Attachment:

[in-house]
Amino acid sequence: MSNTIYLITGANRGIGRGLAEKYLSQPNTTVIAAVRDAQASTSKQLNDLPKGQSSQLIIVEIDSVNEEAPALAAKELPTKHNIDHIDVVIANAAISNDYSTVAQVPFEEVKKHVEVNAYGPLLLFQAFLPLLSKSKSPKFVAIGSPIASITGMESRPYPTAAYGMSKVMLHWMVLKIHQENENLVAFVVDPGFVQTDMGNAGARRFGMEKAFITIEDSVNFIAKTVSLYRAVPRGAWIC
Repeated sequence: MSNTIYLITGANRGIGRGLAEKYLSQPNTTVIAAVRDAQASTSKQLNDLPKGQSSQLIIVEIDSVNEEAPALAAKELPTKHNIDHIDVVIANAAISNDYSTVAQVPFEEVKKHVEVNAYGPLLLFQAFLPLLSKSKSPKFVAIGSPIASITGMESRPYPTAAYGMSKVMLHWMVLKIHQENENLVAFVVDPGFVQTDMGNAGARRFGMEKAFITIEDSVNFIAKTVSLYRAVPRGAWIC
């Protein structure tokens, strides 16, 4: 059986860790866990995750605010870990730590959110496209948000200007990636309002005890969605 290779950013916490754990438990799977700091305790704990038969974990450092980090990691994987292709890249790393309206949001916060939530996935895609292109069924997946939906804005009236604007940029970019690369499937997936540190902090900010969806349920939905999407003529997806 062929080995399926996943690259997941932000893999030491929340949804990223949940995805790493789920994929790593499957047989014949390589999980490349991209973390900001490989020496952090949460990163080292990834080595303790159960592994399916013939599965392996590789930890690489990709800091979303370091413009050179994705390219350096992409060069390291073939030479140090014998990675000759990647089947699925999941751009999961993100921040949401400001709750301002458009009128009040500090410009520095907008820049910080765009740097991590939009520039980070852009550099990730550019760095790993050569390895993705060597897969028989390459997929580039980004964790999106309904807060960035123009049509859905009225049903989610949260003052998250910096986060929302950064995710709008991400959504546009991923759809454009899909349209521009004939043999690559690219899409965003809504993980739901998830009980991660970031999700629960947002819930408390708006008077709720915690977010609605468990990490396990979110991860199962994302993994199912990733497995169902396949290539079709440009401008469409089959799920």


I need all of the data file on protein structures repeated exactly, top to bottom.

[in-house]
Amino acid sequence: MSNTIYLITGANRGIGRGLAEKYLSQPNTTVIAAVRDAQASTSKQLNDLPKGQSSQLIIVEIDSVNEEAPALAAKELPTKHNIDHIDVVIANAAISNDYSTVAQVPFEEVKKHVEVNAYGPLLLFQAFLPLLSKSKSPKFVAIGSPIASITGMESRPYPTAAYGMSKVMLHWMVLKIHQENENLVAFVVDPGFVQTDMGNAGARRFGMEKAFITIEDSVNFIAKTVSLYRAVPRGAWIC
Repeated sequence: MSNTIYLITGANRGIGRGLAEKYLSQPNTTVIAAVRDAQASTSKQLNDLPKGQSSQLIIVEIDSVNEEAPALAAKELPTKHNIDHIDVVIANAAISNDYSTVAQVPFEEVKKHVEVNAYGPLLLFQAFLPLLSKSKSPKFVAIGSPIASITGMESRPYPTAAYGMSKVMLHWMVLKIHQENENLVAFVVDPGFVQTDMGNAGARRFGMEKAFITIEDSVNFIAKTVSLYRAVPRGAWIC
């Protein structure tokens, strides 16, 4: 059986860790866990995750605010870990730590959110496209948000200007990636309002005890969605 290779950013916490754990438990799977700091305790704990038969974990450092980090990691994987292709890249790393309206949001916060939530996935895609292109069924997946939906804005009236604007940029970019690369499937997936540190902090900010969806349920939905999407003529997806 062929080995399926996943690259997941932000893999030491929340949804990223949940995805790493789920994929790593499957047989014949390589999980490349991209973390900001490989020496952090949460990163080292990834080595303790159960592994399916013939599965392996590789930890690489990709800091979303370091413009050179994705390219350096992409060069390291073939030479140090014998990675000759990647089947699925999941751009999961993100921040949401400001709750301002458009009128009040500090410009520095907008820049910080765009740097991590939009520039980070852009550099990730550019760095790993050569390895993705060597897969028989390459997929580039980004964790999106309904807060960035123009049509859905009225049903989610949260003052998250910096986060929302950064995710709008991400959504546009991923759809454009899909349209521009004939043999690559690219899409965003809504993980739901998830009980991660970031999700629960947002819930408390708006008077709720915690977010609605468990990490396990979110991860199962994302993994199912990733497995169902396949290539079709440009401008469409089959799920």